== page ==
The Transcendent Nature of Sound in The Lives of Others Essay
The use of recorded sound and technological listening devices help us to understand the voyeuristic nature of Professor Hauptmann Gerd Wiestler, a Captain for the Stasi of East Germany. He is a lonely man and has sacrificed a more socially fulfilling life to serve the interests of his country. His only meaningful contact with other human beings is achieved by anonymously listening in to the happenings of other people’s lives. Through audio equipment, Wiestler becomes privy to the intimate complexities of relationships and how they are affected by the current political conditions which he helps to propagate. The film uses these props to create connections between characters that are separated by spatial boundaries. It allows the viewer and Wiestler to have an unrestricted perspective on the personal struggles of the writer Georg Dreyman.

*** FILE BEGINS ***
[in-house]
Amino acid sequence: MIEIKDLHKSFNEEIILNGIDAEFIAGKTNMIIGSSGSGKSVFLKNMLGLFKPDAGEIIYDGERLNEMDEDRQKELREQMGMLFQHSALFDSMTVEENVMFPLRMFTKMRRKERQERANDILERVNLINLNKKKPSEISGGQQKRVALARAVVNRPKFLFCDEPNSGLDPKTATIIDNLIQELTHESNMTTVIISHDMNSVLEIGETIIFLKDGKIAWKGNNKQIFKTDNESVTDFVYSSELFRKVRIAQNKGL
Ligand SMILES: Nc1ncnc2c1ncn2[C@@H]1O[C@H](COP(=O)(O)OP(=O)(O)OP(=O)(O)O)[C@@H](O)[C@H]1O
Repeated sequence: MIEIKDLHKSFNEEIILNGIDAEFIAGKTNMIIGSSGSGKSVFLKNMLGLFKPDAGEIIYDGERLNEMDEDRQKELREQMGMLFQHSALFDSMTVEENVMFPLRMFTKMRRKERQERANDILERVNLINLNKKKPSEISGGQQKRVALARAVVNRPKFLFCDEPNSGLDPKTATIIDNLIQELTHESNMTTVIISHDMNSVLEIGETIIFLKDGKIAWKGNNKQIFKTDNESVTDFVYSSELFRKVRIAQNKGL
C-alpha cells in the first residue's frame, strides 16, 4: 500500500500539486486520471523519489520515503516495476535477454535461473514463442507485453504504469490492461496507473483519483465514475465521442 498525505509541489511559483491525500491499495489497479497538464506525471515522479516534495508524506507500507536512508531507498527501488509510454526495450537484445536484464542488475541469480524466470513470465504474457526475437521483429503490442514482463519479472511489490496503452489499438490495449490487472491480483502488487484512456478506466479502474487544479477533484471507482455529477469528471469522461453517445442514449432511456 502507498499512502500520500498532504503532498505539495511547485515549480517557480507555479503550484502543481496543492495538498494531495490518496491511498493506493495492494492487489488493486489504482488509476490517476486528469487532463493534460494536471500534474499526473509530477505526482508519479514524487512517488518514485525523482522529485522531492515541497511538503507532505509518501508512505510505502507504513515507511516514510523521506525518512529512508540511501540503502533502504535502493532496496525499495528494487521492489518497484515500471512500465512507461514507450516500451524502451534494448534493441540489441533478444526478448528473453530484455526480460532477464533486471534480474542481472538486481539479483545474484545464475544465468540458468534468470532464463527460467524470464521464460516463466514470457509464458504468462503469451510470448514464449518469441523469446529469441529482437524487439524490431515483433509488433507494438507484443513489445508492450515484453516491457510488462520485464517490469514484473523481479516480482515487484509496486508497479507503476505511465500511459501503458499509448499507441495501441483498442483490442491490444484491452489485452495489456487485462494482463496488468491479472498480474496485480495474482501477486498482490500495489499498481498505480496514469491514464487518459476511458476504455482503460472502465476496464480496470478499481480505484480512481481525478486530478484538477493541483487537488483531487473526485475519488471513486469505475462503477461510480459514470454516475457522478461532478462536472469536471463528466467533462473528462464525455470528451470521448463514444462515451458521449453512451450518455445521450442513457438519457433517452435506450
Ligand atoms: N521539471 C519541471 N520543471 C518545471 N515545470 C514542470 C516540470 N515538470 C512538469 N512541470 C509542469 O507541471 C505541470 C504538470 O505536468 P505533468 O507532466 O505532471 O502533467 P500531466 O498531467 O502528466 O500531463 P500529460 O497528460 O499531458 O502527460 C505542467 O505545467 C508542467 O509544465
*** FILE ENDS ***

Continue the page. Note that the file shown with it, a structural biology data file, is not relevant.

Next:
The use of audio overlap allows the viewer to continue hearing the conversations of Dreyman and his friends, while at the same time staying focused on Wiestler’s reaction to what is being